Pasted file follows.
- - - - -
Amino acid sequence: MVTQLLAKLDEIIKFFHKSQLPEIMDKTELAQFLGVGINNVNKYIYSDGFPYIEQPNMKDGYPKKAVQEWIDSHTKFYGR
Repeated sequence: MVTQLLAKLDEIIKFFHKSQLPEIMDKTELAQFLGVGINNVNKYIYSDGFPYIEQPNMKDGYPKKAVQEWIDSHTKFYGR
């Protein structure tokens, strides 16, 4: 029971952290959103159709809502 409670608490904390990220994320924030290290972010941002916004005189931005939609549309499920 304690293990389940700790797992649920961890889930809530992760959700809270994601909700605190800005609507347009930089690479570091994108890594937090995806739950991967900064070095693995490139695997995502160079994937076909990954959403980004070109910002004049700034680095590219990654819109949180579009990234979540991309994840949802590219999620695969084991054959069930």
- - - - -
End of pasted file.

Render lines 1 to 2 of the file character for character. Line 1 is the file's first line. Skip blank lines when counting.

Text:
Amino acid sequence: MVTQLLAKLDEIIKFFHKSQLPEIMDKTELAQFLGVGINNVNKYIYSDGFPYIEQPNMKDGYPKKAVQEWIDSHTKFYGR
Repeated sequence: MVTQLLAKLDEIIKFFHKSQLPEIMDKTELAQFLGVGINNVNKYIYSDGFPYIEQPNMKDGYPKKAVQEWIDSHTKFYGR